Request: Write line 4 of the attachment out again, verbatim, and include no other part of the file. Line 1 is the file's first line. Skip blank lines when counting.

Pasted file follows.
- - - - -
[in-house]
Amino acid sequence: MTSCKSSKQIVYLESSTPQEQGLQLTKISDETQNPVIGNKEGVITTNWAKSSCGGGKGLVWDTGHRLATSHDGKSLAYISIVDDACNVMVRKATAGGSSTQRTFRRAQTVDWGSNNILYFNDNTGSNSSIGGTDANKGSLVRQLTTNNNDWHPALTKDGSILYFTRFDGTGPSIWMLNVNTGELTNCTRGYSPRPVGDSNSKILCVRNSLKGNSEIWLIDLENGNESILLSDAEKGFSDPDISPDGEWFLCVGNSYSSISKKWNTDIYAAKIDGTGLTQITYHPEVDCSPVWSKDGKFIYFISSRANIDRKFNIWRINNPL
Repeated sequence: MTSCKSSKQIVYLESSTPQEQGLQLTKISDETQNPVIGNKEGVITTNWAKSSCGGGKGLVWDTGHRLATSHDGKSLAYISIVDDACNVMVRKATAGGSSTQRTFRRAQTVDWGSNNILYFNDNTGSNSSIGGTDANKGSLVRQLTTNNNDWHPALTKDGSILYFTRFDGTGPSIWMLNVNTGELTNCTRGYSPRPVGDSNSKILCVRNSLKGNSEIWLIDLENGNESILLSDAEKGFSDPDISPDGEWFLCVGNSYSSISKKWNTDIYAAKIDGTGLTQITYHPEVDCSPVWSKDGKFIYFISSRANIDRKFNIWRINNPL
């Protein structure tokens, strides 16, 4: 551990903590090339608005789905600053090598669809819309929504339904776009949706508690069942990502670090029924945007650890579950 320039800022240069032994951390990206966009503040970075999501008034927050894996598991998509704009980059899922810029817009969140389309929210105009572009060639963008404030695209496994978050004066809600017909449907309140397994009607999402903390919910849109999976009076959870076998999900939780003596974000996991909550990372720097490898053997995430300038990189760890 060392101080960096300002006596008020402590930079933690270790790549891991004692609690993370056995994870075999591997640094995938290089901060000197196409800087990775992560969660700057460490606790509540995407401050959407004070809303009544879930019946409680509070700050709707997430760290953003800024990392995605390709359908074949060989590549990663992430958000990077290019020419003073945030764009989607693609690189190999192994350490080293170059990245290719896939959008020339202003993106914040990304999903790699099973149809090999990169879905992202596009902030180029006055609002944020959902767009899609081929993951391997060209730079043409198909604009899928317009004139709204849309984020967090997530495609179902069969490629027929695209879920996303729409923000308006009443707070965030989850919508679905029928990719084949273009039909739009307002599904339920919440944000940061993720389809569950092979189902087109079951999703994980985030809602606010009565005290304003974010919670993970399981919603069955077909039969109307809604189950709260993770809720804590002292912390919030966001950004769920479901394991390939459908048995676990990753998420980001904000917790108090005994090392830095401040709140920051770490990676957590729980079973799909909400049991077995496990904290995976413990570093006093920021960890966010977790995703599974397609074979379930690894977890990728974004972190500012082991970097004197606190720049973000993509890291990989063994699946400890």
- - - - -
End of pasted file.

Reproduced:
């Protein structure tokens, strides 16, 4: 551990903590090339608005789905600053090598669809819309929504339904776009949706508690069942990502670090029924945007650890579950 320039800022240069032994951390990206966009503040970075999501008034927050894996598991998509704009980059899922810029817009969140389309929210105009572009060639963008404030695209496994978050004066809600017909449907309140397994009607999402903390919910849109999976009076959870076998999900939780003596974000996991909550990372720097490898053997995430300038990189760890 060392101080960096300002006596008020402590930079933690270790790549891991004692609690993370056995994870075999591997640094995938290089901060000197196409800087990775992560969660700057460490606790509540995407401050959407004070809303009544879930019946409680509070700050709707997430760290953003800024990392995605390709359908074949060989590549990663992430958000990077290019020419003073945030764009989607693609690189190999192994350490080293170059990245290719896939959008020339202003993106914040990304999903790699099973149809090999990169879905992202596009902030180029006055609002944020959902767009899609081929993951391997060209730079043409198909604009899928317009004139709204849309984020967090997530495609179902069969490629027929695209879920996303729409923000308006009443707070965030989850919508679905029928990719084949273009039909739009307002599904339920919440944000940061993720389809569950092979189902087109079951999703994980985030809602606010009565005290304003974010919670993970399981919603069955077909039969109307809604189950709260993770809720804590002292912390919030966001950004769920479901394991390939459908048995676990990753998420980001904000917790108090005994090392830095401040709140920051770490990676957590729980079973799909909400049991077995496990904290995976413990570093006093920021960890966010977790995703599974397609074979379930690894977890990728974004972190500012082991970097004197606190720049973000993509890291990989063994699946400890």